That the Liberian economy is in dire straits is a commonly acknowledged fact. But the question is, what is being done to fix it? This is a matter that this government has had to grapple with, but which has seemed out of its grasp.
After nearly two years in office, the George Weah-led government appears to have come to the realization that current economic policy prescriptions, which have not differed in substance from policies pursued by his predecessor, are simply not working.
To make matters worse, the GoL appears to have entered into arrangements with the International Monetary Fund (IMF) for the introduction of structural adjustment policy measures, amongst which is the controversial salary harmonization scheme, which has been introduced, but is meeting strong objection from the people and which, if followed, may serve to provoke popular street protests against this government.
It can be recalled that former deputy Minister of Finance, Alvin Attah, at a symposium on governance, shortly before this government assumed the mantle of office, called for the adoption of a new economic paradigm which, according to him, was needed to address economic inequalities arising from the adoption of the trickle-down economic theory of development.
His call for an economic summit to address such issues went unheeded; now it appears to have gained resonance, and the call for the proposed economic dialogue is a step in the right direction, which ought to be taken seriously by all well meaning Liberians, particularly by political parties and their leaders.
This dialogue should provide an opportunity for the opposition and government to constructively engage, with a view to building a national consensus on measures/strategies to address the ailing economy. But this newspaper, while welcoming this development, is constrained to caution against any attempt to reduce this all important event to a mere talk fest.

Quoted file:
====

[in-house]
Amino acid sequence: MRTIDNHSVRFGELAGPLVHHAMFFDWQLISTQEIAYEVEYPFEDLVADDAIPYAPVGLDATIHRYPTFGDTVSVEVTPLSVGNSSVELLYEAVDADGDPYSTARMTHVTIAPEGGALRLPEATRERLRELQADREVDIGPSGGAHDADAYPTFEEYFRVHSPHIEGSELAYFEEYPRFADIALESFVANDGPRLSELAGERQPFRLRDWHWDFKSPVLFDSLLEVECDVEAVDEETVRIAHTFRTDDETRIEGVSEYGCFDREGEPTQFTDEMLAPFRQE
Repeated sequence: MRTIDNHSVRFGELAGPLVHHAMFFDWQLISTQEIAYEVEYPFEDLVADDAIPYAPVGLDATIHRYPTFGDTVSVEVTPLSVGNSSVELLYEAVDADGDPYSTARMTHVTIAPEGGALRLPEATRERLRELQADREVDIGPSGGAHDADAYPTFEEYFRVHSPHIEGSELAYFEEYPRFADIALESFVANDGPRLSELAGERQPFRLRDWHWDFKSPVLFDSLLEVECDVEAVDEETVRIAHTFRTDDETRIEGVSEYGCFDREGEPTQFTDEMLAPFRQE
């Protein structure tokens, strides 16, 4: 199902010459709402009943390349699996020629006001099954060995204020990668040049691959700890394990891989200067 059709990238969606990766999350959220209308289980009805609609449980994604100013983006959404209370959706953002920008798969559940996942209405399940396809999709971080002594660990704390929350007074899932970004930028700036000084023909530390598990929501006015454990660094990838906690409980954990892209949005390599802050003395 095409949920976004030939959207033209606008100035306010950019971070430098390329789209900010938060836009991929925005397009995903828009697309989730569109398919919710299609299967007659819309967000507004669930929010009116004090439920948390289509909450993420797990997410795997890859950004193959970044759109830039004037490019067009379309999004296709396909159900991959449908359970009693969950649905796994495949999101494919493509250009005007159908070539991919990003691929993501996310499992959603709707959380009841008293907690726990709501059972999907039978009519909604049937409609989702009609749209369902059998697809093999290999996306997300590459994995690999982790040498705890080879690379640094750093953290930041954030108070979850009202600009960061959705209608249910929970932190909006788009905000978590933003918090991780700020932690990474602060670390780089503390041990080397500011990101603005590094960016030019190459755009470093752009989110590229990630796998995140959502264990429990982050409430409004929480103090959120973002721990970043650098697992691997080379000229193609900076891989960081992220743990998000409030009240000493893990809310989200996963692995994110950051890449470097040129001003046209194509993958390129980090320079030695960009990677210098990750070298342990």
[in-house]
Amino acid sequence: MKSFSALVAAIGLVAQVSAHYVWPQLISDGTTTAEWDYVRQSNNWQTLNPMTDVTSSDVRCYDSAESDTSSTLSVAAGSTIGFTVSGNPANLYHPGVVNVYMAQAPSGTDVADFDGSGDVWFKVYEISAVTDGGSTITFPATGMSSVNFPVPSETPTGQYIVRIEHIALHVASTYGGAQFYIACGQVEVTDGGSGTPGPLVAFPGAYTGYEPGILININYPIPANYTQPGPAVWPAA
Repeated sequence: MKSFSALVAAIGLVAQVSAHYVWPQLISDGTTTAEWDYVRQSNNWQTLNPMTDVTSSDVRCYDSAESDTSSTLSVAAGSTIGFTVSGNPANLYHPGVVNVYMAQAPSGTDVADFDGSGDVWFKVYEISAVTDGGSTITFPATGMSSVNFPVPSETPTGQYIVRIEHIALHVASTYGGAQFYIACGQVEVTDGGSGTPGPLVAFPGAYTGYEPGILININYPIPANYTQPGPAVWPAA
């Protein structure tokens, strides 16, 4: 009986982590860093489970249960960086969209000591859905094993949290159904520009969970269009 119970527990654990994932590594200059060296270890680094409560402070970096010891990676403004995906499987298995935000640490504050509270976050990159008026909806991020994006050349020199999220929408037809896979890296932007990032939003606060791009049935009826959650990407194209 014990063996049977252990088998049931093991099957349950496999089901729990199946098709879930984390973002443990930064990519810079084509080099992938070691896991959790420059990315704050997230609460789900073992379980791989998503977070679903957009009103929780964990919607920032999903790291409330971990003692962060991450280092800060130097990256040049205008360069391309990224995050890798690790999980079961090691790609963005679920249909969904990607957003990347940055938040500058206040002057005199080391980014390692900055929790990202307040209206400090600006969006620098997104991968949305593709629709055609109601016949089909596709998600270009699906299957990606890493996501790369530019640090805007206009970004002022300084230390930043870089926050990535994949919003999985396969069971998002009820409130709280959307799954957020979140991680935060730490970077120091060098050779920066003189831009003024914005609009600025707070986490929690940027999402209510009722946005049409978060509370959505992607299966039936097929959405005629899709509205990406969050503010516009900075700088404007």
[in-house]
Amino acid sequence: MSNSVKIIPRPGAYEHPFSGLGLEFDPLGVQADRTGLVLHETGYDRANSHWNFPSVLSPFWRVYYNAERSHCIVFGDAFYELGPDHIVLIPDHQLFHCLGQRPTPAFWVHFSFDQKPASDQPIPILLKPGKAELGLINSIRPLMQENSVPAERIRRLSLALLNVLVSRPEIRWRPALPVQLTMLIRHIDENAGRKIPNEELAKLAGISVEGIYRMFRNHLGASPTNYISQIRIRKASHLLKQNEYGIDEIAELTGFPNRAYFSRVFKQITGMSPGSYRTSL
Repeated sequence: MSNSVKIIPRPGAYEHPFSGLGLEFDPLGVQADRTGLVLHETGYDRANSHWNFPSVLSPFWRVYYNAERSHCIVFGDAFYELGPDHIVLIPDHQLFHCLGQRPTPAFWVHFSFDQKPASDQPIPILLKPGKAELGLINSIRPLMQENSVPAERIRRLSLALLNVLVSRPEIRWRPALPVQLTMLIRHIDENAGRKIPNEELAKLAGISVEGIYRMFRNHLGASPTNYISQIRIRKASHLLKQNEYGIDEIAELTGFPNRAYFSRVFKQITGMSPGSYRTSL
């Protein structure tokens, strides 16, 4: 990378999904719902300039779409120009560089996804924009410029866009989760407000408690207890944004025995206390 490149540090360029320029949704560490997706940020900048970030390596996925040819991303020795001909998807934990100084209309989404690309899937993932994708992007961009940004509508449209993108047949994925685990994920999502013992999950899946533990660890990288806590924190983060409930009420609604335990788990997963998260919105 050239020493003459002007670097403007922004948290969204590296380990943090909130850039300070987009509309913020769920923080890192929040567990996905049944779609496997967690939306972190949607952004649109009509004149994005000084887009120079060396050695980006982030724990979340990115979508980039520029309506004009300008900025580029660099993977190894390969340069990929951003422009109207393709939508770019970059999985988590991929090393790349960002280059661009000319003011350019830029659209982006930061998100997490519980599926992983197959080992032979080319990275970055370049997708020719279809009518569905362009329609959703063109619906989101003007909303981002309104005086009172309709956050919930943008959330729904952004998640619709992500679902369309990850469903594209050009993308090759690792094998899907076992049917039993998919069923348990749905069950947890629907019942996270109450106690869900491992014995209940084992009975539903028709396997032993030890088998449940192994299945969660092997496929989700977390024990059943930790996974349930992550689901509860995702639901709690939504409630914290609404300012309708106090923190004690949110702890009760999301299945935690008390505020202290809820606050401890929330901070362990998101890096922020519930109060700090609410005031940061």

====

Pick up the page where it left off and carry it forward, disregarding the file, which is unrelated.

In this regard, political opposition parties should see this as a call to action; a call to defend this sacred heritage against the onslaught of economic degradation (total collapse of the economy), which will serve no one’s interest because we all stand to lose, should such a scenario unfold.
This newspaper realizes that this will prove a very difficult challenge, but is one which can be overcome through the collective effort of all and sundry. Challenges to the economy arising from the virtual concessionaire of the country under dubious arrangements must be examined, and reviewed for possible renegotiation where necessary.
Additionally, the scourge of corruption is one issue which should take center stage of the discussions and concrete measures should be adopted to curb the menace. Ongoing efforts by the Asset Recovery Team should be continued, and enhanced in order to achieve desired results. It should however be borne on mind that this asset recovery exercise should guard against any inclinations to pursue personal vendettas in order to be credible.
The Daily Observer is not unmindful of the likelihood that some individuals in the ruling party may see this call for an economic dialogue with stakeholders from across the political divide as a threat to their preeminence, and privileged status and may therefore attempt to play spoilers. The Daily Observer however calls on President Weah to ignore any such heeding from wayside opportunists, who may feel threatened with the coming on board, so to speak, of opposition figures.
In the final analysis, it must be remembered that this is an opportunity for meaningful and constructive engagement, which should not be wasted. The Daily Observer therefore welcomes the call for an economic dialogue.
As they say, it is always better to “Jaw Jaw than to War War.”